Standards

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This is the list of the ISTE National Educational Technology Standards for students (NETS • S). This list includes basic descriptions on how scalable game design addresses the standard. More detailed descriptions of mappings between game design activities and these standards can be found in the game design descriptions. The original NETS description in bold at level 1, connected game design and computational science activities are at level 2.

Creativity and Innovation

Students demonstrate creative thinking, construct knowledge, and develop innovative products and processes using technology. Students:

  • apply existing knowledge to generate new ideas, products, or processes:
  • create original works as a means of personal or group expression.
    • design original games
    • model you local environment, e.g., ecology, economy
  • use models and simulations to explore complex systems and issues.
    • model scientific phenomena, e.g., predator / prey models
    • and create visualizations
  • identify trends and forecast possibilities.
    • build predictive computational science models, e.g., how the pine beetle destroys the Colorado pine forest
    • build live feeds to scientific Web pages (e.g, weather information), process and visualize changing information

Communication and Collaboration

Students use digital media and environments to communicate and work collaboratively, including at a distance, to support individual learning and contribute to the learning of others. Students:

  • interact, collaborate, and publish with peers, experts, or others employing a variety of digital environments and media:
    • students work in teams to build and publish their simulations as Web pages containing Java applets.
  • communicate information and ideas effectively to multiple audiences using a variety of media and formats.
    • effectively combine interactive simulations, text, images in Web pages
  • develop cultural understanding and global awareness by engaging with learners of other cultures.
    • students and teachers from the four culturally diverse regions interact with each other
  • contribute to project teams to produce original works or solve problems.
    • define project roles and work collaboratively to produce games and simulations

Research and Information Fluency

Students apply digital tools to gather, evaluate, and use information. Students:

  • plan strategies to guide inquiry.
    • explore Web sites and identify interesting connections
  • locate, organize, analyze, evaluate, synthesize, and ethically use information from a variety of sources and media.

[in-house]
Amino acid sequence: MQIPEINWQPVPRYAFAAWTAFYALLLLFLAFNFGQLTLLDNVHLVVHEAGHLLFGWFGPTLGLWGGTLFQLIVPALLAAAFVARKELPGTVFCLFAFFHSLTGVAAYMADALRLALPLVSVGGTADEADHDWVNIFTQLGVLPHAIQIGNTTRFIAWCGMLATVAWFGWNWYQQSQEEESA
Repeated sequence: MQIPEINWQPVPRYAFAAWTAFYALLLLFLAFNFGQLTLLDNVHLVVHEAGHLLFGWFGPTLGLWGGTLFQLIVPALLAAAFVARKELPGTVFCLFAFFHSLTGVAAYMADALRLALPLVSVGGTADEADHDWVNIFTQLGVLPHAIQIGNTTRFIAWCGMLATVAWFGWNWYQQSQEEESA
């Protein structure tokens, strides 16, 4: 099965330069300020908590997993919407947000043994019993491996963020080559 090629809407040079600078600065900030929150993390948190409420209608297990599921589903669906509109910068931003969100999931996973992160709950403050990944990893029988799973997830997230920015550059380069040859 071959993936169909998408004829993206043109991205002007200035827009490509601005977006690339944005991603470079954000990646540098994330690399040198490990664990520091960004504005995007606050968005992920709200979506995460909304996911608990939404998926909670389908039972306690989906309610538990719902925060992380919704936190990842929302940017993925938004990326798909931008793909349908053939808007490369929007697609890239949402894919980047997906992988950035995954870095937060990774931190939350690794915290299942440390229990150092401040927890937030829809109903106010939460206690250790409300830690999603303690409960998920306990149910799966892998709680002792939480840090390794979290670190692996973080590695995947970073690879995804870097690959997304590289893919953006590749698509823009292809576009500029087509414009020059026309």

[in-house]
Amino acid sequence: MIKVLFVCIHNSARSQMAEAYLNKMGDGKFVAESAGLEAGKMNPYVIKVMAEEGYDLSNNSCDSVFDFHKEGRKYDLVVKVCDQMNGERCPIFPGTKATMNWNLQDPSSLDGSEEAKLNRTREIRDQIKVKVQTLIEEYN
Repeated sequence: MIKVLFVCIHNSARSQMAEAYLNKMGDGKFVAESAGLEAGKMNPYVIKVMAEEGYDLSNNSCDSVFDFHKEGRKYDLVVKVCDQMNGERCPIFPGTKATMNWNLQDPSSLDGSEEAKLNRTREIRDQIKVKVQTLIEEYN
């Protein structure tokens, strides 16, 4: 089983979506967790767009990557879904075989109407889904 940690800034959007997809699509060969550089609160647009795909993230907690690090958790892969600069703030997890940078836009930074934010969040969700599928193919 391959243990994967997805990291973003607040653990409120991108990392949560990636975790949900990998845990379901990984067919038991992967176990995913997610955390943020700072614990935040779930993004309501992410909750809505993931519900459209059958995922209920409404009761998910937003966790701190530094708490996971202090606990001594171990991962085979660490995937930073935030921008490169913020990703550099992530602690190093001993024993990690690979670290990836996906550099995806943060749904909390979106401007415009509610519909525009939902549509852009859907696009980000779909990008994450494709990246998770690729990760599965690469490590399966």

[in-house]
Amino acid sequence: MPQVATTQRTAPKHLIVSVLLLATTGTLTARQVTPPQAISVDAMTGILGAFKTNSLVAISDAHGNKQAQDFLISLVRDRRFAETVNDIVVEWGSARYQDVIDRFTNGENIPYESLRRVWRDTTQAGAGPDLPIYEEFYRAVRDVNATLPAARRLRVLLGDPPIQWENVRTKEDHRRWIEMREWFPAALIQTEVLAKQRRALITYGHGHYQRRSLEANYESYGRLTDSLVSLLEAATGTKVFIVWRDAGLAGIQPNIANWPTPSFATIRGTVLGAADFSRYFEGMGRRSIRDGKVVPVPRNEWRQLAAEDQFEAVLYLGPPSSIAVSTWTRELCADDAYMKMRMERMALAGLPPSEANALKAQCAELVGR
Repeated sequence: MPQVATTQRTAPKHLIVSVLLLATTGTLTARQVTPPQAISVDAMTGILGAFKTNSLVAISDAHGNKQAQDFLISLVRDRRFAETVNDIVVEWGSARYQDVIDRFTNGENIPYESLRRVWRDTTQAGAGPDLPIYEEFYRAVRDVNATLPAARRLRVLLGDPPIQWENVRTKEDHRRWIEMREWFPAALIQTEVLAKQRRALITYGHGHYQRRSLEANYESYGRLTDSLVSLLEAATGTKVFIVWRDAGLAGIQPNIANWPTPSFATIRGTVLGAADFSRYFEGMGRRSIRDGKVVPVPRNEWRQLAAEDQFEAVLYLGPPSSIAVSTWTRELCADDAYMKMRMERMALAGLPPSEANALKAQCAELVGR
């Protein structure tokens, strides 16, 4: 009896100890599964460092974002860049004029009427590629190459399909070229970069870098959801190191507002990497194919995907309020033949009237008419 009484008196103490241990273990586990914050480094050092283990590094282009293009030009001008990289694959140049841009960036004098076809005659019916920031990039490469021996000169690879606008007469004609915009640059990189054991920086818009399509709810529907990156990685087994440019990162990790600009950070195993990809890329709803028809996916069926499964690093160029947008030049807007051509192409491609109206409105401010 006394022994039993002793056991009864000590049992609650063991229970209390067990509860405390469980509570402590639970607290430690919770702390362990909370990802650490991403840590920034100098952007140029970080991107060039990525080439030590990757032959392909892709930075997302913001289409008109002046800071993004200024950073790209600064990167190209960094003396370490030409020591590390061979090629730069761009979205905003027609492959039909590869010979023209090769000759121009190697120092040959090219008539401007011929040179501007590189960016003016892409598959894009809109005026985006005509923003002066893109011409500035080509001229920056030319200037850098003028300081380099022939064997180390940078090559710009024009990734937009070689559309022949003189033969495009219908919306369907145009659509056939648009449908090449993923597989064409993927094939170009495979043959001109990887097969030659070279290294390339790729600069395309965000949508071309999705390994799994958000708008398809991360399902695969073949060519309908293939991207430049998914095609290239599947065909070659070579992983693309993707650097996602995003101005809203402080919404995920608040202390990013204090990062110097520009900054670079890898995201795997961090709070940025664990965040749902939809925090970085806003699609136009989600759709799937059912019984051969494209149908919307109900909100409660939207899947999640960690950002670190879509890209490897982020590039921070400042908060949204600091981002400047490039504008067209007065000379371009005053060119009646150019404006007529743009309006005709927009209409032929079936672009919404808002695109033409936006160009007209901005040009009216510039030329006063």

• find relevant related Web-based information, compute derivate information
  • evaluate and select information sources and digital tools based on the appropriateness to specific tasks.
    • understand validity of information, e.g. scientific journal information vs. personal blogs
  • process data and report results.
    • write programs to access numerical information, define functions to process data and create output based on voice or plotting to represent data.

Critical Thinking, Problem Solving, and Decision Making

Students use critical thinking skills to plan and conduct research, manage projects, solve problems, and make informed decisions using appropriate digital tools and resources. Students:

  • identify and define authentic problems and significant questions for investigation.
    • define research questions and explore approach of exploration
  • plan and manage activities to develop a solution or complete a project.
    • outline sequence of exploratory steps
    • experience complete bottom-up and top-down design processes
    • employ algorithmic thinking for creating programs to solve problems
  • collect and analyze data to identify solutions and/or make informed decisions.
    • collect data as time series, e.g., collect group size of predator and prey, export time series to Excel, explore various types of graph representations, e.g., x(t), y(t) or scatter y=f(x)
  • use multiple processes and diverse perspectives to explore alternative solutions.
    • experience and understand design trade-offs, e.g. bottom-up vs. top-down

Digital Citizenship

Students understand human, cultural, and societal issues related to technology and practice legal and ethical behavior. Students:

  • advocate and practice safe, legal, and responsible use of information and technology.
    • learn how to use tools to locate resources, e.g., images with Google image search, but understand copyright issues
  • exhibit a positive attitude toward using technology that supports collaboration, learning, and productivity.
    • stay in the Flow, where design challenges match design skills
    • experience success through scaffolded game design activities
    • mentor other students
  • demonstrate personal responsibility for lifelong learning.
    • explore options of going beyond expected learning goals
  • exhibit leadership for digital citizenship.
    • in a collaborative setting become a responsible producer of content for diverse audiences

Technology Operations and Concepts

Students demonstrate a sound understanding of technology concepts, systems, and operations. Students:

  • understand and use technology systems.
    • know how to organize files and folders, launch and use applications on various platforms
  • select and use applications effectively and productively.
    • know how to orchestrate a set of applications to achieve goals, e.g., make game and simulations using Photoshop (art), AgentSheets (programming), and Excel (data analysis).
  • troubleshoot systems and applications.
    • debug games and simulations that are not working
  • transfer current knowledge to learning of new technologies.
    • reflect on fundamental skills at conceptual level. Explore different tools to achieve similar objectives.